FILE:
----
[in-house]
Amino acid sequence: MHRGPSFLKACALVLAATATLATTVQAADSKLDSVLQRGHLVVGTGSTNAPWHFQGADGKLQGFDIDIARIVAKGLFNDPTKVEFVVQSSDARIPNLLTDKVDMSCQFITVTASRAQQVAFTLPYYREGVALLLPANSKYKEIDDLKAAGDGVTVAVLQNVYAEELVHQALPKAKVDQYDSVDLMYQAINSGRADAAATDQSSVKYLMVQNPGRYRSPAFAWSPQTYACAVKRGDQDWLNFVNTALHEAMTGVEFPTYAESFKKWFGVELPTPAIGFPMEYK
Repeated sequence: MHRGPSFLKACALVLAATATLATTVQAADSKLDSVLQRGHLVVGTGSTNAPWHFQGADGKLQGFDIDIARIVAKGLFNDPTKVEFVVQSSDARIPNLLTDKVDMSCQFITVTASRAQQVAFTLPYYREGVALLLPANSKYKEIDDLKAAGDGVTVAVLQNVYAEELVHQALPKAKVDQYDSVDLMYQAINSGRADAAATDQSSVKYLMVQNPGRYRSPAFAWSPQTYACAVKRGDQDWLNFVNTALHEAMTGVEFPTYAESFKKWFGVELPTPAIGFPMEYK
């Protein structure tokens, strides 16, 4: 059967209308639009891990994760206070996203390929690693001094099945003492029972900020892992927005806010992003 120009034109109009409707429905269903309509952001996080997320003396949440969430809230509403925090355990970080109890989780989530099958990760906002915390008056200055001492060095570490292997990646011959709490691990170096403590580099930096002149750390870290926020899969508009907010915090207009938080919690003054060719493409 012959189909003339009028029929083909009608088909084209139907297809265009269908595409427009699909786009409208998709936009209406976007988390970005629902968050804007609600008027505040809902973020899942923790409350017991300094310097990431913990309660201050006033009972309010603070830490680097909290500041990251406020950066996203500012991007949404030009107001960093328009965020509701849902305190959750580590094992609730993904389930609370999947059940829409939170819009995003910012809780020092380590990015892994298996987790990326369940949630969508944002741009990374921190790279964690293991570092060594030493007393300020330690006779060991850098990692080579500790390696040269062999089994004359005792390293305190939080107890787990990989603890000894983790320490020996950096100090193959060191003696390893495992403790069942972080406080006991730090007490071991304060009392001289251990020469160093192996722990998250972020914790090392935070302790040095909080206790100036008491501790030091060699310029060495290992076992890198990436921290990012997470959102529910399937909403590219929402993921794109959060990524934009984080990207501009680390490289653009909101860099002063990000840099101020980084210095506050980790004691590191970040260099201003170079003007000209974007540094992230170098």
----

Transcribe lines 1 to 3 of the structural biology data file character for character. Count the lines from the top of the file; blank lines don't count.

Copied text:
[in-house]
Amino acid sequence: MHRGPSFLKACALVLAATATLATTVQAADSKLDSVLQRGHLVVGTGSTNAPWHFQGADGKLQGFDIDIARIVAKGLFNDPTKVEFVVQSSDARIPNLLTDKVDMSCQFITVTASRAQQVAFTLPYYREGVALLLPANSKYKEIDDLKAAGDGVTVAVLQNVYAEELVHQALPKAKVDQYDSVDLMYQAINSGRADAAATDQSSVKYLMVQNPGRYRSPAFAWSPQTYACAVKRGDQDWLNFVNTALHEAMTGVEFPTYAESFKKWFGVELPTPAIGFPMEYK
Repeated sequence: MHRGPSFLKACALVLAATATLATTVQAADSKLDSVLQRGHLVVGTGSTNAPWHFQGADGKLQGFDIDIARIVAKGLFNDPTKVEFVVQSSDARIPNLLTDKVDMSCQFITVTASRAQQVAFTLPYYREGVALLLPANSKYKEIDDLKAAGDGVTVAVLQNVYAEELVHQALPKAKVDQYDSVDLMYQAINSGRADAAATDQSSVKYLMVQNPGRYRSPAFAWSPQTYACAVKRGDQDWLNFVNTALHEAMTGVEFPTYAESFKKWFGVELPTPAIGFPMEYK